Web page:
on developing engagement outside the university

Posted by on Oct 4, 2009 in Dirt, Research and Engagement | 2 Comments

A conversation I had at IgniteLansing last week got me thinking about an interesting application of the method of Engagement Scholarship that I learned all about at the National Outreach Scholarship Conference. I was talking with Steve Purchase (@stevepurchase), who mentioned to me that he was going to start working for one of the local developers on how to make his buildings more green. We talked a little bit about how developers might also consider understanding the cultural heritage of the buildings or areas which they are developing. This could be beneficial for a number of reasons: your new residents would move to town understanding the historical significance of a building or place, the local community may learn more about the space, and so on. I’m certain that a good deal of this does happen, but the more explicit, I think, the better. Certainly, it would be a good PR move, considering the ability to say, “hey, we’re preserving this structure that has meant so much to this town” and so on.

The Outreach conference, however, began to expand my thinking on the amount of impact a developer could have on the community they inhabit. What if, when a developer gets plans to renovate a new building, they approach the local community and ask what it is that they could do to make the community better? The developer has an enormous resource at hand: space. They are developing a building. They have purchased land. What if the community is in need of a community center, or a place where neighborhood meetings could be held, small classes taught, or a day care, or a small library with free internet access and computers? Certainly their are numerous logistical issues, but it seems that this could be a win-win scenario for one that could be a little hairy. How often do we hear about the developers who move into a town, alienate the community, and bring in upper class residents who don’t know the community, and don’t seem to care?

I should be more explicit when I discuss “community”. By community I don’t mean the local government, or the big business downtown. I mean the people who live in the homes next to the building or space that is being developed. This is an exercise in trusting them to tell you what could make their lives better; if government or businesses would like to pitch in, great. But this is about working on equal ground with the community. This isn’t charity, it’s a partnership.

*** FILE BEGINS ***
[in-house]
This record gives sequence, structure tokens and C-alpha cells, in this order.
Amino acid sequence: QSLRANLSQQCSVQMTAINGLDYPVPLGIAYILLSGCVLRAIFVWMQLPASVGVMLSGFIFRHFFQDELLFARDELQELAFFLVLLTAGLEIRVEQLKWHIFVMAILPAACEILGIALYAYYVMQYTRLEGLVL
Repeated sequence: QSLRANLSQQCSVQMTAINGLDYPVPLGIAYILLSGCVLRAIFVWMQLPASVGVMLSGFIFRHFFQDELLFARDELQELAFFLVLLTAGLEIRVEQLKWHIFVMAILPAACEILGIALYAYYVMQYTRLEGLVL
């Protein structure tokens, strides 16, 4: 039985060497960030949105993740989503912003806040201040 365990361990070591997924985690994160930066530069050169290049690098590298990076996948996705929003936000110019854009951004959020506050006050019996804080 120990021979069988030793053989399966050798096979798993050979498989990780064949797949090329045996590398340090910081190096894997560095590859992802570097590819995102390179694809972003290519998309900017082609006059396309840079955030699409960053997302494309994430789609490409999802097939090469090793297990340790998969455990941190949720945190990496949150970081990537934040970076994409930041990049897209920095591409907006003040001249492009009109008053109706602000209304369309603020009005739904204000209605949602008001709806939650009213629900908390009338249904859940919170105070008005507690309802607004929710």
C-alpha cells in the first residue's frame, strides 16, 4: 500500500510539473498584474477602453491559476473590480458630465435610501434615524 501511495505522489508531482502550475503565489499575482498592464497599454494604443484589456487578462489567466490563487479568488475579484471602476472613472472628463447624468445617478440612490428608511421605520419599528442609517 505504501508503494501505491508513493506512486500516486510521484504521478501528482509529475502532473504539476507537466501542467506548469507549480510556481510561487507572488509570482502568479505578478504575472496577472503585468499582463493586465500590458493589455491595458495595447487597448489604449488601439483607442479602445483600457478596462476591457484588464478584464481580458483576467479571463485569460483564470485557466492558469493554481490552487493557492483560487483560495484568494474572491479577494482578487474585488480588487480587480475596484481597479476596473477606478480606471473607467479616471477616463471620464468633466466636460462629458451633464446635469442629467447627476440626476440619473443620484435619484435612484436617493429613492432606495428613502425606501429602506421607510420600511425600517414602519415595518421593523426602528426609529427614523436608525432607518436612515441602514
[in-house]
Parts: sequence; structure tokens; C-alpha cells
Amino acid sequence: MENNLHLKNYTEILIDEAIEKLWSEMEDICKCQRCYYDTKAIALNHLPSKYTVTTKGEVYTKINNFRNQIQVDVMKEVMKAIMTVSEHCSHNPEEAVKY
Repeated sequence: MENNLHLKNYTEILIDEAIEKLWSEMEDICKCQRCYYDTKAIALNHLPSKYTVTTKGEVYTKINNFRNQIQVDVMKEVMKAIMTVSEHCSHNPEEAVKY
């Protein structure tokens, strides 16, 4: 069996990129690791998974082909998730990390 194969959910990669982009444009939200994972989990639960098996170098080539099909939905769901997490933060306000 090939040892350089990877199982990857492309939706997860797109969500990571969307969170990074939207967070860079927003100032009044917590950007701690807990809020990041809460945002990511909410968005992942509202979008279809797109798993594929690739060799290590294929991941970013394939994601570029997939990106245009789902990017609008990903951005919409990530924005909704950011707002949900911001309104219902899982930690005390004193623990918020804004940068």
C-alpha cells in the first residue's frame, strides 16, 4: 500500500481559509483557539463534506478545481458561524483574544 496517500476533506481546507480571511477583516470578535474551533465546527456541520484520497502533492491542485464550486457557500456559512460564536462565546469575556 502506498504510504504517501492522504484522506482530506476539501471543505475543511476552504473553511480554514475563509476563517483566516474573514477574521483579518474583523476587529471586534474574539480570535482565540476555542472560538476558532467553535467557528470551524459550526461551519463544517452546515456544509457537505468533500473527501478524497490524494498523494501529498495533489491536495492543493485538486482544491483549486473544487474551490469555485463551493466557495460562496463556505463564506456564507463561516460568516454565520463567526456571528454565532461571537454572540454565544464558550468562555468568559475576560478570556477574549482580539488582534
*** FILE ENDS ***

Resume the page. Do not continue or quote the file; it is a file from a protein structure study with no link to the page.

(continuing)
This would be a chance for the developers to make a positive impact on the community to not only future residents but those already living there. It would show the new residents or businesses that this is what people who work or live here do: treat the community with dignity and respect, and work with them, not against them. Instead of moving in a new community, they are integrating new people into an already existing community. And, of course, it would give the community a new and positive space for them to prosper. I’m not suggesting that some developers don’t bring positive things to communities. There is little doubt that the work that has happened in Lansing has been greatly beneficial. I just hope that even more can be done, and that community engagement might be the way to do it.

What are your thoughts? I am no business man, I am an archaeologist, so I have no clue if this would be doable. I can imagine there must be some sort of tax write off, though….

  • Steve

    Nice Article. Speaking as a complete neophyte in this realm, it appears at least like this sort of thing is starting to catch. I live in the Motor Wheel Lofts downtown Lansing. The adjacent building houses the Lansing PD North Precinct (as a tenant) and includes a gym that is often open to the public for basketball and is the home to a basketball camp for Lansing neighborhood kids.

    In a way, I think development can parallel the evolution of social media. Early examples (myspace, facebook) were about connecting to people, but really in the context of self promotion. At its best Twitter, and now Facebook) is about fostering a conversation. Hopefully this conversation is productive.

    Developers always have had to connect with a community in as much as required to get a project permitted and off the ground. The next evolutionary step would be to sincerely engage (and this is not to say it doesn’t happen already) w intriguing ith a community in a two-way conversation that produces value for the project and the community. Might not always be possible, but the possibility is intriguing.

  • Steve

    Nice Article. Speaking as a complete neophyte in this realm, it appears at least like this sort of thing is starting to catch. I live in the Motor Wheel Lofts downtown Lansing. The adjacent building houses the Lansing PD North Precinct (as a tenant) and includes a gym that is often open to the public for basketball and is the home to a basketball camp for Lansing neighborhood kids.

    In a way, I think development can parallel the evolution of social media. Early examples (myspace, facebook) were about connecting to people, but really in the context of self promotion. At its best Twitter, and now Facebook) is about fostering a conversation. Hopefully this conversation is productive.

    Developers always have had to connect with a community in as much as required to get a project permitted and off the ground. The next evolutionary step would be to sincerely engage (and this is not to say it doesn’t happen already) w intriguing ith a community in a two-way conversation that produces value for the project and the community. Might not always be possible, but the possibility is intriguing.